I used DeepSkyStacker to score the best frames and stack all of the images together. This is a free windows-based stacking software that continues to deliver great results despite all of the great paid tools available.
I took 15 dark frames at the end of my session (with the lens cap on), which were the same length, ISO, and temperature as my light frames.
After you’re done stacking, you will have your master file(s) that are ready for adjustments in Photoshop (or whatever image processing software you use).
When it comes to deep-sky astrophotography, everyone has their own processing style. However, minimizing the star size, increasing saturation, and creating more separation between the object and the background sky, tend to be universally enjoyed.
I performed my image processing in Adobe Photoshop, and want to share a few key steps:
- Gradient Removal: if you’re dealing with gradients in the background sky, I recommend the Gradient Xterminator add-on. It does a great job at evening out the sky so we can focus on bringing out the colors in the image, such as the blue reflection nebula in the Pleiades.
- Reduce Star Size: you can easily reduce the size of the stars in your image which is a great way to make the deep-sky object stand out. The process involves making a careful selection of just the stars. In Photoshop, select color range, highlights, adjust the radius, and feather the mask. Then you can use the minimum filter select to ’roundness’ and apply it to all of the stars.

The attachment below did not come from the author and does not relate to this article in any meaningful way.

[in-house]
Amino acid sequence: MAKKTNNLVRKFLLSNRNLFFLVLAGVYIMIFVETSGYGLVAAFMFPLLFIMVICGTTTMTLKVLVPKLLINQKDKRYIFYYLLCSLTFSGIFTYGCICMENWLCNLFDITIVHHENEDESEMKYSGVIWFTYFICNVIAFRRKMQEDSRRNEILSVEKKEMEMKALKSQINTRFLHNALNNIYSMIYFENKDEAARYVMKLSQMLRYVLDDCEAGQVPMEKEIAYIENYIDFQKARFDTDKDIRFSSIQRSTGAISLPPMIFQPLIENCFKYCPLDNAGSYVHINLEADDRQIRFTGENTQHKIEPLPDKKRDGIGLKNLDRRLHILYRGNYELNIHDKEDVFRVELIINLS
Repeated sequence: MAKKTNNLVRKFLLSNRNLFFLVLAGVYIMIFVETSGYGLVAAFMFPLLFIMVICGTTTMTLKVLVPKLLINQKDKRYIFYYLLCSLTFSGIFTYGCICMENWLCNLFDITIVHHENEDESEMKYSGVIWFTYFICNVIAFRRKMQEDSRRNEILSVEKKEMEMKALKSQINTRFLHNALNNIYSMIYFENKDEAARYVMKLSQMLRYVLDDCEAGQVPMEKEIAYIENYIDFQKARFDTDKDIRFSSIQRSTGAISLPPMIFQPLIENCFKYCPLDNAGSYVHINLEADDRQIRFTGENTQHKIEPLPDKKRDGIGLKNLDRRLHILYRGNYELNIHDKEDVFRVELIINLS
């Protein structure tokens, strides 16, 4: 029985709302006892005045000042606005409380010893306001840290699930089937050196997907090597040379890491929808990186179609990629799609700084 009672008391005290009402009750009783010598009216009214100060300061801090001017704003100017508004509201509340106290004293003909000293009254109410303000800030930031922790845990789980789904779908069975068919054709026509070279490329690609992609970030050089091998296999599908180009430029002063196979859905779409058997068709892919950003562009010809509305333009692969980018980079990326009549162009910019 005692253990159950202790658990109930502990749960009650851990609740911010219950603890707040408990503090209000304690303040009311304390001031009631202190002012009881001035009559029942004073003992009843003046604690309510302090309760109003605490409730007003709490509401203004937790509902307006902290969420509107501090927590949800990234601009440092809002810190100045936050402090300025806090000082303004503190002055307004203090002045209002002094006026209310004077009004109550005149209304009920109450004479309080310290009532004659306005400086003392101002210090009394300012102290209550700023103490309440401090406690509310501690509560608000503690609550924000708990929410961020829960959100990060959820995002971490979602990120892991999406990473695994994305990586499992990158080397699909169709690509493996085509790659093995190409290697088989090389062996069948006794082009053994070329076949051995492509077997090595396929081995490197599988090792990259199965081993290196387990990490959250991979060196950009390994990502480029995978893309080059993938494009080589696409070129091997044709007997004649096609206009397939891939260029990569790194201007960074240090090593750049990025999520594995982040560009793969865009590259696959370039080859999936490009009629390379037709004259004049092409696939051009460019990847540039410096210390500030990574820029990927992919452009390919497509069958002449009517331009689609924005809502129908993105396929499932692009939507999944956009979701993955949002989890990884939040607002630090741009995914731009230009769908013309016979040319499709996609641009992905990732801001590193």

- Increase Saturation: you can also use a mask to select your deep-sky object, and increase the saturation. This way you aren’t bringing out any color noise from the background sky as well. The same mask will help you make curve stretches to the data too. It’s all about creating separation between the object and the sky.
Minimizing star size in Adobe Photoshop (watch the video tutorial).
I know this sounds like a lot to take in. So feel free to watch some of my previous image processing videos on my YouTube channel, go through my tutorials online, or get my Premium Image Processing Guide created for beginners.
Despite the limited integration, which was only about 30-40 minutes for each target, I think the data looks pretty darn good.
No filters, no camera modifications, not even a telescope – just a cheap DSLR camera and a decent lens with tracking.
Orion Nebula (26 x 90-seconds)
The Pleiades (30 x 90-seconds)
Rosette Nebula (25 x 90-seconds)
My goal for this post was to prove to you that incredible deep-sky astrophotography results are possible using basic equipment, but it all comes down to your approach.
I also wanted to give you a head start, by explaining why the 3 targets mentioned in this post offer your best chance at a successful image on your first night out.
Capturing 3 objects in one night was a little overall ambitious on my part, but I think the key points I was trying to make were illustrated. I urge you to give one of these 3 ‘easy’ astrophotography targets a try, and please let me know how you made out in the comments.
Until next time, clear skies!
- This Astrophotography Kit is Less Than $2K (and works amazing)
- Beginner’s Guide to Deep Sky Astrophotography
- Building a Deep Sky Astrophotography Kit